The apt package you need to install to use the capybara-webkit rubygem on ubuntu (tested on 10.04 and 11.10) is libqt4-dev. That is, to gem install capybara-webkit, you need to run aptitude install libqt4-dev.
OS X Lion comes with ruby 1.8.7-p249 installed, although it's compiled against libedit rather than libreadline. Whilst libedit is a mostly-compatible replacement for libreadline, I find there's a couple of settings I'm used to that don't work in libedit. (Like history-beginning-search-backward.)
Luckily you can grab the source of ruby and compile just the readline extension, and move it into the right place for it to just work. Here's what's been working for me:
# Install readline using homebrew
brew install readline
# Download the ruby source and check out 1.8.7-p249
mkdir ~/tmp &&cd ~/tmp
git clone git://github.com/ruby/ruby
git checkout v1_8_7_249
ruby extconf.rb --with-readline-dir=$(brew --prefix readline) --disable-libedit
Now you should have readline.bundle in the current directory, and it should be compiled against your homebrew-installed readline library, rather than libedit that comes with the system. We can quickly double-check that by using otool to check what the binary is linked against.
$ otool -L readline.bundle
/System/Library/Frameworks/Ruby.framework/Versions/1.8/usr/lib/libruby.1.dylib (compatibility version 1.8.0, current version 1.8.7)
/usr/local/Cellar/readline/6.2.2/lib/libreadline.6.2.dylib (compatibility version 6.0.0, current version 6.2.0)
/usr/lib/libncurses.5.4.dylib (compatibility version 5.4.0, current version 5.4.0)
/usr/lib/libSystem.B.dylib (compatibility version 1.0.0, current version 159.1.0)
And in the output you should see a line listing "libreadline", and no lines listing "libedit". Which that shows, we've compiled it properly then. Now the bundle is built we need to move it into the right place so it's loaded when ruby is invoked.
RL_PATH="/System/Library/Frameworks/Ruby.framework/Versions/1.8/usr/lib/ruby/1.8/universal-darwin11.0"# Back up the original bundle, just in cases
sudo mv "$RL_PATH/readline.bundle""$RL_PATH/readline.bundle.libedit"
sudo mv readline.bundle "$RL_PATH/readline.bundle"
And that's it. You've got a proper compiled-against-readline installed ruby 1.8.7-p249 on 10.7 now.
One gotcha I ran into was needing to pass the same arguments to rvm when installing any other version of 1.8.7 on the same machine. Simple enough, just need to remember to do it though.
As of Xcode 4.2 Apple have stopped bundling GCC with it, shipping only the (mostly) compatible llvm-gcc binary instead. The suggested fix is to install GCC using the osx-gcc-installer project. However, I wanted to build and install it from source, which apple provides at http://opensource.apple.com/.
You should already have installed Xcode 4.2 from the app store, then basically the following steps are to grab the tarball from the 4.1 developer tools source, unpack & compile it, then install it into the right places.
Update 2016-07-03: I'd suggest just using homebrew to install this these days:
brew install homebrew/dupes/apple-gcc42
# Grab and unpack the tarball
mkdir ~/tmp &&cd ~/tmp
curl -O http://opensource.apple.com/tarballs/gcc/gcc-5666.3.tar.gz
tar zxf gcc-5666.3.tar.gz
# Setup some stuff it requires
mkdir -p build/obj build/dst build/sym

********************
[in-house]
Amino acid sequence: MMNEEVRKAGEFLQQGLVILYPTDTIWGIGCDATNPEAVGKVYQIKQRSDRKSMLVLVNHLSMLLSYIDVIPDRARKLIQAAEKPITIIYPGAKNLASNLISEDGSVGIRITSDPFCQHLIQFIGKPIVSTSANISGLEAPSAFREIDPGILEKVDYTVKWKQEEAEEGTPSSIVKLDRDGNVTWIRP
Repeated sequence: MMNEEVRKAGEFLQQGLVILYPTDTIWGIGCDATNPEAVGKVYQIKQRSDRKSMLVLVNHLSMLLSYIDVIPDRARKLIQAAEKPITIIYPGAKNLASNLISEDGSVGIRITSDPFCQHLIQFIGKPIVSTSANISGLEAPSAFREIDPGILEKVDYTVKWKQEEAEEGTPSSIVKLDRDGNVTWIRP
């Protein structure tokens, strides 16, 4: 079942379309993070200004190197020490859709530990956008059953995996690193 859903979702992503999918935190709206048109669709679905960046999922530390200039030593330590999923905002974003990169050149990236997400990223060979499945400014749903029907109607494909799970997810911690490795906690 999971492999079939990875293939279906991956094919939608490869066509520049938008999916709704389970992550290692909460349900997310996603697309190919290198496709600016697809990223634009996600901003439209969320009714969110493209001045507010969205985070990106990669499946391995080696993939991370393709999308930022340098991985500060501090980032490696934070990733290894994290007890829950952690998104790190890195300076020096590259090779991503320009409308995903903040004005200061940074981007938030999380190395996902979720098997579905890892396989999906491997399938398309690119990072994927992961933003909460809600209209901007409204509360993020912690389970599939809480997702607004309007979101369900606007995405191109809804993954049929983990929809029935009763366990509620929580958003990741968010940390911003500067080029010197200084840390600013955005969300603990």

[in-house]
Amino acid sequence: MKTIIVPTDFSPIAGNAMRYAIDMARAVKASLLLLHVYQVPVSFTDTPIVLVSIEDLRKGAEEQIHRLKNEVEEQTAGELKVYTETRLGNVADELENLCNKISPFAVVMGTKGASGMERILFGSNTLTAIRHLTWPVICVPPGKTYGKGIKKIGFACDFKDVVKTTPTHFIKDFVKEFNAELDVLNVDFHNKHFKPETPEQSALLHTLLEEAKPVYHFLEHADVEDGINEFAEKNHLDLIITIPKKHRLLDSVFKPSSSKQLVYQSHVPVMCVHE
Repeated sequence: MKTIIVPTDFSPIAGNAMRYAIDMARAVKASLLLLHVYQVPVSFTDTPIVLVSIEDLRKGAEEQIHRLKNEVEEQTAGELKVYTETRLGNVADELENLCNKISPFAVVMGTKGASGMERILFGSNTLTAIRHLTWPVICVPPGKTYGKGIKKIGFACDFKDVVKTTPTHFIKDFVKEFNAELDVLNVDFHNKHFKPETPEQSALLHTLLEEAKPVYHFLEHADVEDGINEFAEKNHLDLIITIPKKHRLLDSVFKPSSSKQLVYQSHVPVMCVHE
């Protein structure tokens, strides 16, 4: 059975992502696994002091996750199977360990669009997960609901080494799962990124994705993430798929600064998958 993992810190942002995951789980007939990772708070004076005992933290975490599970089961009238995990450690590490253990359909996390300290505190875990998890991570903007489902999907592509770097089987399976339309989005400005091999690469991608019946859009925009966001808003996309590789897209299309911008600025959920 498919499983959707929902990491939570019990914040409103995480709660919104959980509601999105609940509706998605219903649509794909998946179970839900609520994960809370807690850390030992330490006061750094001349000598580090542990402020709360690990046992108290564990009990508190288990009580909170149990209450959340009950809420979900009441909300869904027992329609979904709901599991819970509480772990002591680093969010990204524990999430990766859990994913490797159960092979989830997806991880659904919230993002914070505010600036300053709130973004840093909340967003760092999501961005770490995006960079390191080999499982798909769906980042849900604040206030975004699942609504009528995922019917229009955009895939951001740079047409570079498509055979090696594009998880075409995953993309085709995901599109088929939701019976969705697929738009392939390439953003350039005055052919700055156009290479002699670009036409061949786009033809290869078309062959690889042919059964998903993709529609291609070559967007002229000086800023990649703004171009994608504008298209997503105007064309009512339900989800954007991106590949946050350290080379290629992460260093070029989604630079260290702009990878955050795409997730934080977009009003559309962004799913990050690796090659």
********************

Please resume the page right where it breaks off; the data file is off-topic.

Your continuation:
# And then build it. You should go make a cup of tea or five whilst this runs.
gnumake install RC_OS=macos RC_ARCHS='i386 x86_64'TARGETS='i386 x86_64'\SRCROOT=`pwd`OBJROOT=`pwd`/build/obj DSTROOT=`pwd`/build/dst \SYMROOT=`pwd`/build/sym
# And finally install it
sudo ditto build/dst /
And now you should have gcc-4.2 in your $PATH, available to build all the things that llvm-gcc fails to compile.
NB: Installing Ruby 1.9.1 through macports sudo port install ruby19 means I get ruby1.9, gem1.9 and rake1.9 installed alongside my usual 1.8 ruby, gem and rake.
That grabs the list of installed gems from gem, searches for lines containing "(" so it only grabs the gem names, spits out the first section of the line, which is the name of the gem, and finally calls gem1.9 install for each line via xargs -L 1. Make sure to run it as root or prefix gem1.9 with sudo. (Or let it install in your home folder, but I hate that.)
From my quick run of the above snippet, 75% of my gems installed (73 out of 98) and the other few that failed to install were ones like Hpricot that require native extensions compiling. You can see the entire list of failures and successes of the gems in this pastie
So, I keep having to reinstall mysql5 and rubygems from time to time for various reasons. I always install mysql5 through MacPorts as a dependency for the php5 port (along with various other bits for the LA*P stack).
sudo port install php5 +mysql5 +pear +readline +sockets +apache2 +sqlite
Once this is installed then I have mysql and can setup my databases, etc.
Ignoring the rest of the LAMP stack, I then need to connect Ruby to the Mysql I just installed through MacPorts. Its quite simple to do, once you know the right argument to pass to it. The easiest way is to just tell it where the mysql5_conf file is and let it figure out the rest for itself.
sudo gem install mysql -- --with-mysql-config=/opt/local/bin/mysql_config5
Hopefully this will save me 10 minutes of googling next time I need to do this!
I'm an idiot and typed the gem install command by hand, and ended up with --with-mysql-conf instead of --with-mysql-config. Updated now.
On Snow Leopard I needed to tell rubygems to install the gem as a 64-bit binary. Hattip to Philipp
sudo env ARCHFLAGS="-arch x86_64" gem install mysql -- \